It takes time to build trust with a person you’ve just met. In a similar way, we TFBs need time to adjust from the forest into the surf. I’m learning that the insects at the ocean are much more bloodthirsty than those in the dry forest. We also practiced some diving research methods, most notably using hand-made quadrants to measure density and abundance of certain kinds of green algae. Navigation through water, as well as diving well took a lot of effort and many problems were encountered.
In a way, I feel like a stranger in a paradise setting, unaware of how to cope with the surroundings around me. Glover’s reef is one of the prime pristine locations of the world, with a great amount of biodiversity. Yet today, I realized that this paradise has some caveats. During a dive, I located a mangled box jellyfish (Cubuzoa, species: Alatina alata) swimming near the sea grasses. Box jellyfish are some of the most complex jelly-like creatures out there, not only due to their unique shape, but also to their notoriously strong stings and their advanced invertebrate nervous system that allows for complex visual tasks. In the picture I took, you may be able to notice small brown dots in the jellyfish, that may resemble pieces of sand but are actually its eyes.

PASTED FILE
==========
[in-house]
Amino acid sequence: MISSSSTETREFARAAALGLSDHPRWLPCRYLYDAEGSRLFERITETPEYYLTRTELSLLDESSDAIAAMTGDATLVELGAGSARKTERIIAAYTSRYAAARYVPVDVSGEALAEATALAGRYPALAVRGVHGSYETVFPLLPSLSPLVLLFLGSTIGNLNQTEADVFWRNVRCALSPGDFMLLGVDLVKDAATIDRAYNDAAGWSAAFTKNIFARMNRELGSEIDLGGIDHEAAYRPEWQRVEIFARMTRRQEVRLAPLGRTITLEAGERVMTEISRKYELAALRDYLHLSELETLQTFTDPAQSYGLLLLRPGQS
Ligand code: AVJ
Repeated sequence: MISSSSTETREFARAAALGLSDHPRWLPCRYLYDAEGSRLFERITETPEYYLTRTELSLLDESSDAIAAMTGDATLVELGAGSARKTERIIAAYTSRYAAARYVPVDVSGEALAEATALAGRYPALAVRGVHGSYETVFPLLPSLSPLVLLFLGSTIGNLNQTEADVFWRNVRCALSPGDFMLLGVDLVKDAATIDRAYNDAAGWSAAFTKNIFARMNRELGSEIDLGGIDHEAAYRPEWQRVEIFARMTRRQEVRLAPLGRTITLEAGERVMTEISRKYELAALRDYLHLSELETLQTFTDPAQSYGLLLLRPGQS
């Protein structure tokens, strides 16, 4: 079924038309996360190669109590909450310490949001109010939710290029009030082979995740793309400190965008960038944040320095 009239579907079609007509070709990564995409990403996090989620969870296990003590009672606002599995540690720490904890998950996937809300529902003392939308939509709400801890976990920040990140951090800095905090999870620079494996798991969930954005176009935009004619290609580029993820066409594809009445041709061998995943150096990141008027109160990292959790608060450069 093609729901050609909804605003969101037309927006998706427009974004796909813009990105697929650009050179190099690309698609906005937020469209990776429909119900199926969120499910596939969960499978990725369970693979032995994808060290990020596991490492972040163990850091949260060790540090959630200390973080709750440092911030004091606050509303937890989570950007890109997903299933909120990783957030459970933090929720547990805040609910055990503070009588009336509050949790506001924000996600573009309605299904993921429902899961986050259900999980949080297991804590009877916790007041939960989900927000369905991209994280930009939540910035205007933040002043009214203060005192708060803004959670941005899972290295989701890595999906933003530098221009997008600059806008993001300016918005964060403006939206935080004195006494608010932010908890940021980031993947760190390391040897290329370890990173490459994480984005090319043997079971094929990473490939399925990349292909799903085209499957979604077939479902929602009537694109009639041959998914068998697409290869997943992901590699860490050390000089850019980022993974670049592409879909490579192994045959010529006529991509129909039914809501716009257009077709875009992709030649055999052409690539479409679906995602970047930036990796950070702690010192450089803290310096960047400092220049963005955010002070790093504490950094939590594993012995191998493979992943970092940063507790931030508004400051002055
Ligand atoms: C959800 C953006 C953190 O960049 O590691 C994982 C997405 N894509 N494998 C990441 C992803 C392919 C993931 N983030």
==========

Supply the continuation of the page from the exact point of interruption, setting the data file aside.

Box jellyfish aren’t really commonly seen in Glover’s reef, and those that do make it to shore are often torn apart by the currents and sharp corals that surround the atoll. But this sighting is cool but firm reminder for all of us to be careful of the things around us.
Jellyfish don’t seem too common by the Middle Caye, the island that we are residing. Perhaps, tomorrow’s boat ride out to deeper reefs will yield waters with these phenomenal creatures.
P.S.: I found a special stranger joining me on this paradise. Wish it luck on this isolated place and hope it can send postcards to the forest!